San Francisco and Oakland are advancing proposals to ban the sale of menthol cigarettes and other tobacco flavored products, reported the San Francisco Examiner. The move is meant to protect the health of children and black communities who are largely targeted by manufacturers of such harmful products, the article states. If the legislation is approved, San Francisco would ban the sale of such tobacco products as menthol cigarettes, flavored cigars, flavored smokeless tobacco, flavored shisha, and flavored nicotine solutions that are used in electronic cigarettes. Oakland officials crafted a similar proposal. If approved, the San Francisco law would go into effect January 2018. Retailers that violate the law could have their tobacco sales permit suspended.

Proposed Bill Would Not Treat E-Cigs Like Tobacco

         A new bill looks to make electronic cigarettes exempt from rules that impact tobacco products, reported Convenience Store Decisions. “The Cigarette Smoking Reduction and Electronic Vapor Alternatives Act of 2017” aims to reduce the approval process time for e-cigarettes under the Food and Drug Administration (FDA) and would reverse the Obama administration’s “Deeming Rule,” which categorizes e-cigarettes as tobacco products that are subject to the same regulations on cigarettes.

         Currently, the FDA’s deeming regulation gives the agency the authority to review e-cigarettes before they hit the market, requiring all products that hit stores after February 2007 to apply retroactively for approval. The process is both expensive and could slow approval for newer e-cigarettes. But the new bill aims to make vaping devices exempt from that review, as well as other rules.

Massachusetts Considers Raising Tobacco Age

         A bill that would raise the legal tobacco buying age in Massachusetts is garnering attention in the state Capitol, reported The legislation would make 21 the statewide minimum age for purchasing cigarettes and all other tobacco products, and would prohibit health care institutions from selling these products. It would also ban e-cigarettes from the workplace. More than 140 cities and towns in Massachusetts have already passed legislation to raise the age to 21 on a local level. Gov. Charlie Baker has expressed his support for the statewide tobacco age raise. Last year, a similar bill passed overwhelmingly in the state Senate but failed to make it through the House.

NYC Mayor Backs Plan To Raise Price Of Cigarettes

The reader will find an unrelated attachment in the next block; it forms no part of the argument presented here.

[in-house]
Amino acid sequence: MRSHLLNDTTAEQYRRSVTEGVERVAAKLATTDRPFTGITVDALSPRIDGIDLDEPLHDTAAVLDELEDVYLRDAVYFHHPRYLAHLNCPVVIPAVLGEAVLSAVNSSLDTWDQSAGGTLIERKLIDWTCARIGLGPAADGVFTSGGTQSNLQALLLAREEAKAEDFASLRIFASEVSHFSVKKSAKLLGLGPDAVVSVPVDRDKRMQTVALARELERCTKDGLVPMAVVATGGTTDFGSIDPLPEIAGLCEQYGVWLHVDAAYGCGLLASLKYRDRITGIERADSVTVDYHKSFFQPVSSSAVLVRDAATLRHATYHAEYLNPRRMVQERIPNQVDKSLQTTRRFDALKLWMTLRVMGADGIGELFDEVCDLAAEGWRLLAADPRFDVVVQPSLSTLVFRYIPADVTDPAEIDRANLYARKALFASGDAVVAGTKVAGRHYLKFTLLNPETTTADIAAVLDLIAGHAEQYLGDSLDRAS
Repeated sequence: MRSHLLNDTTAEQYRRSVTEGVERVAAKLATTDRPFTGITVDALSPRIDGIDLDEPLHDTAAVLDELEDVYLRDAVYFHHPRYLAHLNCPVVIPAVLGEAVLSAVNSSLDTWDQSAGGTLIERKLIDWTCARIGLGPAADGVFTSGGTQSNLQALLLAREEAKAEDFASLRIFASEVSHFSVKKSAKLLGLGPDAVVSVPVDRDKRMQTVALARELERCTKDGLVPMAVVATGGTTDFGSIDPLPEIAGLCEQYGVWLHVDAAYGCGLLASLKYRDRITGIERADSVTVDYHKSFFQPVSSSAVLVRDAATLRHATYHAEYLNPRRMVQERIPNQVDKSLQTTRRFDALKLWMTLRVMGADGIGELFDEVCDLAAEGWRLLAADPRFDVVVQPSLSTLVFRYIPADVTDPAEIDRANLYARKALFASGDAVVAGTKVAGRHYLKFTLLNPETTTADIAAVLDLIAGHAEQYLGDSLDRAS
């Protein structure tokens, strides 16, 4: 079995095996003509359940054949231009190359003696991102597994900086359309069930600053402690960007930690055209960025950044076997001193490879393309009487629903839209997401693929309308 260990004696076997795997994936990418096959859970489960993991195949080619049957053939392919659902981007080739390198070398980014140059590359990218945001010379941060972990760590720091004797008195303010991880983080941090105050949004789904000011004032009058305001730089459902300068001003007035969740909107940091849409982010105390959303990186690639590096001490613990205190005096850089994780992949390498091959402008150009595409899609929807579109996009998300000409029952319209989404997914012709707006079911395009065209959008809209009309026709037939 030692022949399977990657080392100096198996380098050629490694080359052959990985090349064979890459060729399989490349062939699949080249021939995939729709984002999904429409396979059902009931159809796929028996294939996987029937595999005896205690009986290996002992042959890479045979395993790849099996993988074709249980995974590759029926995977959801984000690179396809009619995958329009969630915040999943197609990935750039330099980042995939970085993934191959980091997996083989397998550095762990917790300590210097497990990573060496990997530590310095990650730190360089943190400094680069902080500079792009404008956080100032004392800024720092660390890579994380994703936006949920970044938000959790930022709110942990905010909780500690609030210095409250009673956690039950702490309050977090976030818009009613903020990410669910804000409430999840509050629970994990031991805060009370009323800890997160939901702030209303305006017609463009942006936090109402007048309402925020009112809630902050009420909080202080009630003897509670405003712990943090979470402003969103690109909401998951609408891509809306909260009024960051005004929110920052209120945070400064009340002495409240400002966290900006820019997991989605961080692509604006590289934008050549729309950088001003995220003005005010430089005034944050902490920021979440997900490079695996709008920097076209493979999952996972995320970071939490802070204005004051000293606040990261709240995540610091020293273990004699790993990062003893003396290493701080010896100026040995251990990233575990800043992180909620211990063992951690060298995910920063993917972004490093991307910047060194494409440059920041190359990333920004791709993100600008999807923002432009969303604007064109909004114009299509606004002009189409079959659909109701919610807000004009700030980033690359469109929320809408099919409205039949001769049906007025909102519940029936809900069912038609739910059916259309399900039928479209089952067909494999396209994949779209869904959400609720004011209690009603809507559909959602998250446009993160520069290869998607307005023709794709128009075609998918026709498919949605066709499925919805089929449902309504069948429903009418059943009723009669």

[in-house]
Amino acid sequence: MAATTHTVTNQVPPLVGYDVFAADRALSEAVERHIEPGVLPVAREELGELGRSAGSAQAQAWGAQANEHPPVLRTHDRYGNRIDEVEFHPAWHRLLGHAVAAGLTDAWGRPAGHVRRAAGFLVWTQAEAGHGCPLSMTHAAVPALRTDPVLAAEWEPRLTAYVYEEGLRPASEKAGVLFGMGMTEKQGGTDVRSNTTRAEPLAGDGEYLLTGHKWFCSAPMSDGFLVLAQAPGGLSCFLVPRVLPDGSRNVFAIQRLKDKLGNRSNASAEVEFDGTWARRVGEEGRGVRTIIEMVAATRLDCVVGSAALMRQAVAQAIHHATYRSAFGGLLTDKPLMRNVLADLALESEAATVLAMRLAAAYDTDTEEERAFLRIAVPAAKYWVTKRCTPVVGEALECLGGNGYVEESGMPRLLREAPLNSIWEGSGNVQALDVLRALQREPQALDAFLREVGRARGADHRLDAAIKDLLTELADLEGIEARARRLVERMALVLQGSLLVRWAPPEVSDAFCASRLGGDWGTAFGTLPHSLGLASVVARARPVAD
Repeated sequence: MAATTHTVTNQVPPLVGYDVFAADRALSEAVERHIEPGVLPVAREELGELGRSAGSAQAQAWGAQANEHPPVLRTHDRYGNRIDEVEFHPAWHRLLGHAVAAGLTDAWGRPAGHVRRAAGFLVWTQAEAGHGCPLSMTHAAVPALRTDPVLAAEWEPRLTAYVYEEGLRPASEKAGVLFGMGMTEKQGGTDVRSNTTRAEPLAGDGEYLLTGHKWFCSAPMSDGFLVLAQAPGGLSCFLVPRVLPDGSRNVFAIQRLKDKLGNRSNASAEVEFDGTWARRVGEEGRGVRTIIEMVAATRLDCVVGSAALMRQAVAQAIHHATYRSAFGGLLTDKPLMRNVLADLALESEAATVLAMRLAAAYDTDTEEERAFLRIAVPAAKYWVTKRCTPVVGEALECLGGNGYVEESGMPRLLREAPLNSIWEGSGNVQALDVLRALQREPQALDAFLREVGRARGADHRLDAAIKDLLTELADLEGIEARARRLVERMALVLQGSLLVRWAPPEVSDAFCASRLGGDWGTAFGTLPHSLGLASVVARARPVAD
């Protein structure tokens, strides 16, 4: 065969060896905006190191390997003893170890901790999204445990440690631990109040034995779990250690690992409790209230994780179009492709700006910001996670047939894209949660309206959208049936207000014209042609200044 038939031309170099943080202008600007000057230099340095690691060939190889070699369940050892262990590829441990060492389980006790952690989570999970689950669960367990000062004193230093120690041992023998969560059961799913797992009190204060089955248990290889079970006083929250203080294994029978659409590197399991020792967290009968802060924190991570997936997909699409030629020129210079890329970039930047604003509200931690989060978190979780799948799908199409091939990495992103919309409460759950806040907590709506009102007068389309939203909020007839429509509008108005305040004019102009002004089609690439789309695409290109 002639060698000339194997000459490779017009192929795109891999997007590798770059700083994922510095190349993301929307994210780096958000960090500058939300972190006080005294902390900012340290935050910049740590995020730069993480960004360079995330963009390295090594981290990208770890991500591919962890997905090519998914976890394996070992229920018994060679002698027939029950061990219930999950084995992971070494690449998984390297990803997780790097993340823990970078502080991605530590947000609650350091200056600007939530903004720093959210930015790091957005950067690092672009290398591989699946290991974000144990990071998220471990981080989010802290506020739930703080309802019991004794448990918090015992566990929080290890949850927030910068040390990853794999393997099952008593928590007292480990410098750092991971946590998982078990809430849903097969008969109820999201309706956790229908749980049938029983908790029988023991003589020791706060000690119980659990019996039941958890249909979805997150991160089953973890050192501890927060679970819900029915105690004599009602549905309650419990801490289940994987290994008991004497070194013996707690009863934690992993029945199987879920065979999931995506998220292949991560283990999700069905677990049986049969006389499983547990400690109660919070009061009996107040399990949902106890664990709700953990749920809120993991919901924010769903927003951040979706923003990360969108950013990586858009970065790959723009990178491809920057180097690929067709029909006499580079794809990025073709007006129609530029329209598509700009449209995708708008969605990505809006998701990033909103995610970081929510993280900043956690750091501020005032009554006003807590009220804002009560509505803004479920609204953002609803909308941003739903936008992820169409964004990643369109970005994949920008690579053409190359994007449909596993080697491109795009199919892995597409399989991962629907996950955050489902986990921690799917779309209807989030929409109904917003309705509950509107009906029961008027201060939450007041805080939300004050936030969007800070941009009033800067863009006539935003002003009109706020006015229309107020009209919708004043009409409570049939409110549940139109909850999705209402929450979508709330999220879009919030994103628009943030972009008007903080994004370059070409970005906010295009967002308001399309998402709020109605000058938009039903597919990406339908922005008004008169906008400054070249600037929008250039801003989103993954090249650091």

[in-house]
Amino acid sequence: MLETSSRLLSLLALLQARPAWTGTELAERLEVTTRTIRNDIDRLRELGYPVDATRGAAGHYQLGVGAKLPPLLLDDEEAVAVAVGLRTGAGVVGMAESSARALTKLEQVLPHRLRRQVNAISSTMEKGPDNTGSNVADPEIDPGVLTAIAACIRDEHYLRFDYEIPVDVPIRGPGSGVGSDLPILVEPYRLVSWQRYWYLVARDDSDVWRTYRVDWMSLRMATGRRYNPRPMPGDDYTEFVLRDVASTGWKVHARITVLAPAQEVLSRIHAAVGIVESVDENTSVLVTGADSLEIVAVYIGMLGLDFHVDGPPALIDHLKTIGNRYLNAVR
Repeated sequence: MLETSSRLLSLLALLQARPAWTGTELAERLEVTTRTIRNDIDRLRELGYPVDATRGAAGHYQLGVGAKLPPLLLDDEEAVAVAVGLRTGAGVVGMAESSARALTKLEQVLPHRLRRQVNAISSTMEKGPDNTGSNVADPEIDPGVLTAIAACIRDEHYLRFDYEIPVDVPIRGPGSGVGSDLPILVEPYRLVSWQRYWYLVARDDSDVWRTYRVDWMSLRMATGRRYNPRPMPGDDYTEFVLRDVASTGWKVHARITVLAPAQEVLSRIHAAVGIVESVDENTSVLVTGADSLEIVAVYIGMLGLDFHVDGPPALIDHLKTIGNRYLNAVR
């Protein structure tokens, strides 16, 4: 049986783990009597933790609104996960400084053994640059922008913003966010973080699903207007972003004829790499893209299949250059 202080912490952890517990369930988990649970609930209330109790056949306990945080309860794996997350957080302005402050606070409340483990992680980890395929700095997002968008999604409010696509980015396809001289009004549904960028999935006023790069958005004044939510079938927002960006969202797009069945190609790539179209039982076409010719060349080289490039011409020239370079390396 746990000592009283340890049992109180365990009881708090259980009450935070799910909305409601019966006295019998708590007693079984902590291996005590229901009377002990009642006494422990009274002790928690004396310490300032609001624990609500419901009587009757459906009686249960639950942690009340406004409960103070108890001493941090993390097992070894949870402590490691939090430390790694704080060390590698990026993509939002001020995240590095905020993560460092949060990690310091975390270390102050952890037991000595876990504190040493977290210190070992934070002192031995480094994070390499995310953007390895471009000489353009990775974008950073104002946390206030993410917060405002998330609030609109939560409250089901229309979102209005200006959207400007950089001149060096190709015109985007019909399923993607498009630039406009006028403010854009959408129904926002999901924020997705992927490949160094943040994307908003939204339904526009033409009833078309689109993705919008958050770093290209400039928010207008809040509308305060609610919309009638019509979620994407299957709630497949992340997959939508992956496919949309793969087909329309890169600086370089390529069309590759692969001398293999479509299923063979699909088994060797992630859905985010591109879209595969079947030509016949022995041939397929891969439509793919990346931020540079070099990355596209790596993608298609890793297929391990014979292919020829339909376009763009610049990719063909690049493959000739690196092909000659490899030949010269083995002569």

New York City Mayor Bill de Blasio recently pledged his support to a series of initiatives to cut tobacco use, proposing to raise the minimum price of a pack of cigarettes in the city to $13 and vowing to sharply reduce, over time, the number of stores that may sell tobacco products, reported the New York Times. Raising the minimum price of a pack to $13, from the current $10.50 minimum, would make New York the most expensive place in the nation to buy cigarettes. The proposed initiatives would also set minimum prices and create taxes on other types of tobacco products, like smokeless tobacco and small cigars.

         One measure would, over time, significantly reduce the number of stores allowed to sell tobacco products. Under a bill introduced in the council in April, the number of licenses issued to retailers to sell tobacco products in each of the city’s 59 community board districts would be set at half the current level. The reduction would be achieved gradually through attrition, because current license holders would be allowed to retain and renew their licenses.

Santa Fe Voters Reject Soda Tax

         Voters in New Mexico’s capital city recently rejected a tax increase on sweetened beverages, handing a rare victory to the soft-drink industry after a string of recent defeats, reported the Associated Press. The tax failed with 11,533 votes against and only 8,382 votes in favor, according to the Santa Fe City Clerk’s Office. The special election came after similar taxes were adopted last year in cities from Philadelphia to San Francisco. A variety of sugar-sweetened beverages would have fallen under the tax, including sport drinks such as Gatorade, iced teas, caffeinated energy drinks and lemonade, while diet soda and pure juices were exempt.

Seattle To Tax Sugary Soda

         The Seattle City Council recently approved a new tax on distributors of sugary drinks such as soda pop, reported the Seattle Times. The council ultimately settled on a rate of 1.75 cents per ounce, which means the tax would be about $1.18 for a 2-liter bottle of soda. Sports drinks such as Gatorade, energy drinks such as Red Bull and fruit drinks such as Sunny D all will be taxed, along with syrups used in soda-fountain pop. Diet soda won’t be taxed, and the council also chose to exempt baby formula, medicine, weight-loss drinks and 100 percent fruit juice. The tax will be collected starting next year unless opponents put a referendum on the ballot and succeed in blocking the measure. The tax is expected to raise about $15 million per year. Some money will support the city’s Fresh Bucks program, which helps people using food stamps buy more fruits and vegetables at farmers markets.